"Of course I love you," says Henrik. "But my exam is important."
"More important than me?" says Marie. She cries.
Henrik doesn't answer, so Marie leaves.
Ooooo… K. That's a bit serious. Later in the book, we leave See Spot Run territory entirely
"I'm pregnant," says Marie quietly. Henrik says nothing. He stares at Marie. Then he looks down at the floor.
"Pregnant? Who's the father?" says Henrik.
"You're the father, of course," says Marie. "I haven't been with anyone else." […]
"So what should we do?" says Marie.
"We should have an abortion, of course," Henrik says. […]
"An abortion?" Marie says. "No, I don't want to have an abortion. I want to have the child."
"But I won't be the father," Henrik says.
"You only think about yourself," Marie says. […]
"If you have the baby, I won't be your boyfriend anymore," Henrik says.
"Then we're not dating," Marie says. "You can leave."
Good Lord. I don't know if this 'Learning Danish With Nietzsche' approach is a deliberate decision or just a symptom of Danish Expectitis, but it's interesting that they break out the 'bortion this early in the Danishing process. I get the feeling that in the Level Two class, Henrik and Marie experience the business end of the 55 percent divorce rate, join the Hell's Angels, and start stuffing cotton rags into bottles.
While surveying the endless scorched earth of Russia's human rights record today, I came across the most promising thing yet: Overheard in Moscow. Yes, that whimsical Russian sense of humor finally has an outlet. A few minutes on babelfish later, and I was checking out the following entries:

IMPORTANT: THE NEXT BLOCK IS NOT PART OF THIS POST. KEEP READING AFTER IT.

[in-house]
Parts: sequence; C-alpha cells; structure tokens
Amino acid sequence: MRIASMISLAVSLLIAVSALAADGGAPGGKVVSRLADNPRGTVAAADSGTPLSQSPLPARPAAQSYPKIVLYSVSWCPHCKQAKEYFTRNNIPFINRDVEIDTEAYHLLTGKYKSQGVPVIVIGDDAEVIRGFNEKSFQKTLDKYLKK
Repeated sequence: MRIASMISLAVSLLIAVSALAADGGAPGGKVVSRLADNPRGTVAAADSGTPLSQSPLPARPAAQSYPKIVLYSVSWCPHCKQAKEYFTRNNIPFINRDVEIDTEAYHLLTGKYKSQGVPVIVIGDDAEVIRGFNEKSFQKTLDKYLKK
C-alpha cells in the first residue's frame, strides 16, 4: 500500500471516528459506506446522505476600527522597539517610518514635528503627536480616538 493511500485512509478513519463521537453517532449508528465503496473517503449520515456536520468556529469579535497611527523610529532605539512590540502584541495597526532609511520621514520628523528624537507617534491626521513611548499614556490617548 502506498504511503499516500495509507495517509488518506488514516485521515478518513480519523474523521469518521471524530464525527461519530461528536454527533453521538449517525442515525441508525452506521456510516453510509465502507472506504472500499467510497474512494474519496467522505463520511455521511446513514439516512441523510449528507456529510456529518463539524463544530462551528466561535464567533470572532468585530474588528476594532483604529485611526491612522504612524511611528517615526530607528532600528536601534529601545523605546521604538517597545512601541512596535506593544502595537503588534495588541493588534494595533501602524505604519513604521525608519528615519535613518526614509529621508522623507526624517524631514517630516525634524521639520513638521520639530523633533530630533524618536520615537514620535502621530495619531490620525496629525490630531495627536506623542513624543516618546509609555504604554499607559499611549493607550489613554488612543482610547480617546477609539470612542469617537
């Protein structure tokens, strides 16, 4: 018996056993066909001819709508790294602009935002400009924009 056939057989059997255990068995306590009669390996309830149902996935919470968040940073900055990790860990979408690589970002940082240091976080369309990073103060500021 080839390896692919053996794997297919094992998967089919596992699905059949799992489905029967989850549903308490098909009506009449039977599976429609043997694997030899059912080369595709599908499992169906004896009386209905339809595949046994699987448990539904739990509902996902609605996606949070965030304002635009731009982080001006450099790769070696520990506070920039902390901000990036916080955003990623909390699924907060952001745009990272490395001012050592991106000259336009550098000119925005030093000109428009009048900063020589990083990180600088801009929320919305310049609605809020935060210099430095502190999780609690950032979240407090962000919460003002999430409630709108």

Where it is overheard: marshrutka 13
By whom it is overheard: pushhvost
Where it is overheard: Aerocash departments
By whom it is overheard: akos
Where it is overheard: near to " Buffet of the Underground " at station of the underground " Library of a name of Lenin "
By whom it is overheard: osd
I'd make fun of the bad translation, but this is probably what I sound like when I speak Danish (especially when I'm "in eager rivalry"), so I'll just finish these off with my own Slavic conversational experience from last winter:
Me: I don't think I'm going to school today. I've got a really bad flu.
Lithuanian friend: Why do you have the flu?
Me: Huh? I just, um, got it from the —
Lithuanian friend: Because you are weak!
Guy playing solitaire in computer lab, talking on phone: No, honey, I can't come home now. I'm really busy with exams. I haven't done anything except study all day [sips on beer]. What? Just a cola.